Sympathy for Mr Vengeance is the first in Park Chan-Wook’s trilogy of revenger’s tragedies. It passed under the radar on its initial release, but the global success of Oldboy led to many film fans seeking it out. However, those seeking the extravagant twists and overwhelming mayhem of Oldboy will be in for a surprise when confronted by Sympathy for Mr Vengeance. Yes, there are moments of extreme violence, but they are more punctuation marks to the overall story, which lacks the twists and surprises of Oldboy, instead spending far more time on characters and setup of their circumstances. The setup and tone of the film, along with much of its (superb) cinematography are in many ways reminiscent of social realist cinema, although this is lessened by the extreme situations the story moves into.
The plot centres around Ryu, a deaf-mute factory worker. His sister, whom he idolises is seriously ill and requires a kidney transplant. When Ryu is tricked out of his money by organ traffickers he and his girlfriend launch an ill-though out plan to kidnap his former boss’s daughter and use the money to fund his sister’s operation. This triggers a series of tragic events that spiral further and further out of control.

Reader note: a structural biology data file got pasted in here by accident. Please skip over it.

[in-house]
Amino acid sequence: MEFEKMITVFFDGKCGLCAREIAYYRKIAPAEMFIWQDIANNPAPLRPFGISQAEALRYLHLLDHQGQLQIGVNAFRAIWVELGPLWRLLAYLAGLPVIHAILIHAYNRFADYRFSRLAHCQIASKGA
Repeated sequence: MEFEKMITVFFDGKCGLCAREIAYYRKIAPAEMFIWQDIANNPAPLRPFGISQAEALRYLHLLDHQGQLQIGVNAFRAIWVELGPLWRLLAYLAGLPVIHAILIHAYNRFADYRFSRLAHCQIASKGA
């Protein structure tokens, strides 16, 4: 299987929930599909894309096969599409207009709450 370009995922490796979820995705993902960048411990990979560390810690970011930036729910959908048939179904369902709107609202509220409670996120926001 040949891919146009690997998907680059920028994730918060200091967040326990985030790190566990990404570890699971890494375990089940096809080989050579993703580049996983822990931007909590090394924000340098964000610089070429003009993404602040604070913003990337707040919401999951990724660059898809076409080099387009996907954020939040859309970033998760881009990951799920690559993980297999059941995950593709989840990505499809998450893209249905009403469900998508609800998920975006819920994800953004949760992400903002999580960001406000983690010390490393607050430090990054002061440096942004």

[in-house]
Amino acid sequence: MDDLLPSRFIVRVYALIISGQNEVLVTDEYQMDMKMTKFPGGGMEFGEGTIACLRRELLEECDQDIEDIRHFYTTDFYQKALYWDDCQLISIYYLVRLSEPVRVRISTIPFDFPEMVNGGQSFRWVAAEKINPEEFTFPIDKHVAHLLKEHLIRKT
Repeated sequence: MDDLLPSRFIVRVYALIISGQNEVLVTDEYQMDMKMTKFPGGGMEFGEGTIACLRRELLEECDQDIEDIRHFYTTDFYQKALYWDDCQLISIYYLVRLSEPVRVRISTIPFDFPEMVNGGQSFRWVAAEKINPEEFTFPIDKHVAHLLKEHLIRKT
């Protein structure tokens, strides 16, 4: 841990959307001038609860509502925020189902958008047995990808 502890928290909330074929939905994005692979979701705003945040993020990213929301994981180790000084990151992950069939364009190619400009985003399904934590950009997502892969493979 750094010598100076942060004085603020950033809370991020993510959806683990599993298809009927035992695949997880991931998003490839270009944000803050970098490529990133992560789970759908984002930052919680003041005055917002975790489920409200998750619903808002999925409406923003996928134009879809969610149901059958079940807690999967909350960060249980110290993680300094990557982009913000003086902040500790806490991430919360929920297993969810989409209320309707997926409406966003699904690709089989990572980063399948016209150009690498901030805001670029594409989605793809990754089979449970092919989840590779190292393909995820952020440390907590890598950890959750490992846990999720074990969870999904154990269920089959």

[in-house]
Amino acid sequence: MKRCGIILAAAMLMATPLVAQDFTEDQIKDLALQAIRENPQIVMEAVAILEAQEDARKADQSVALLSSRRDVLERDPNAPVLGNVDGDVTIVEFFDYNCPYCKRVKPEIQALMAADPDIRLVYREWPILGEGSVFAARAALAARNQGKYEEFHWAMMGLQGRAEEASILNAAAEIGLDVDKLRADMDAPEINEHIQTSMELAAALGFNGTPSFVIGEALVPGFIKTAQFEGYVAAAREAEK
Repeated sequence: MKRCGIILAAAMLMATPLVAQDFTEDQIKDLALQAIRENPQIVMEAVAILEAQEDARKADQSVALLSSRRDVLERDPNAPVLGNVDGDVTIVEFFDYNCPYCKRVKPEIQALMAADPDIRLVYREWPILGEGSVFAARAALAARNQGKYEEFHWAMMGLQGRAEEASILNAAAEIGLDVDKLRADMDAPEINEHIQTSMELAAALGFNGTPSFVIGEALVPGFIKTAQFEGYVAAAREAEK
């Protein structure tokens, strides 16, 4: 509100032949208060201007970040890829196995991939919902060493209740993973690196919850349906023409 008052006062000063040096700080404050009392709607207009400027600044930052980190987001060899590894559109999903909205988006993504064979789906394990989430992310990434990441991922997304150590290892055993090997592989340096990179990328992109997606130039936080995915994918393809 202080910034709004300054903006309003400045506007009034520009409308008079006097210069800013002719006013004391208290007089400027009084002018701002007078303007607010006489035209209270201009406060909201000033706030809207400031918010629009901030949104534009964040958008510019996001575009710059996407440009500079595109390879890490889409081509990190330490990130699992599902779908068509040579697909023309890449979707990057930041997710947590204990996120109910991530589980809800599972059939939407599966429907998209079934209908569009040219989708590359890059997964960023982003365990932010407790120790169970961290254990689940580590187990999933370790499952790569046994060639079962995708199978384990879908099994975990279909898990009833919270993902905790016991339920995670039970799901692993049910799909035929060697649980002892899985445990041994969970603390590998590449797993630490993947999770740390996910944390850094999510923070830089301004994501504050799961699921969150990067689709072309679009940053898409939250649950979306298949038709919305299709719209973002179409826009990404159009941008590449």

Like Oldboy, Sympathy for Mr Vengeance is perhaps most notable for its depiction of violence. And the violence is clearly intended to be shocking “ it doesn’t feature the over the top constant freneticism the second film, it is instead remarkable for of its moments of extreme brutality. These are directed at characters who, in general, we have come to know and in some cases care for “ making the audience consider their response far more than the casual ultraviolence of other films (Oldboy included). However, there are moments where, for me at least, it drifts towards a queasy gratuitousness that I was uncomfortable with. This tends to be when it’s twinned with the blackest of comedy “ which sometimes misses the mark.
However it would be unfair to define the Sympathy for Mr Vengeance entirely by its violence. Beautifully shot, and carefully paced, in general it’s a brutal, bleak and thought-provoking piece depicting a series of characters trying to find their way in an unjust society and in their rage lashing out, often at the wrong people, with grim and tragic consequences. Less startling and viscerally thrilling than Oldboy on first viewing, it stays with you for longer, sitting uncomfortably at the back of your mind.
Lady Vengeance (2005)… Coming Soon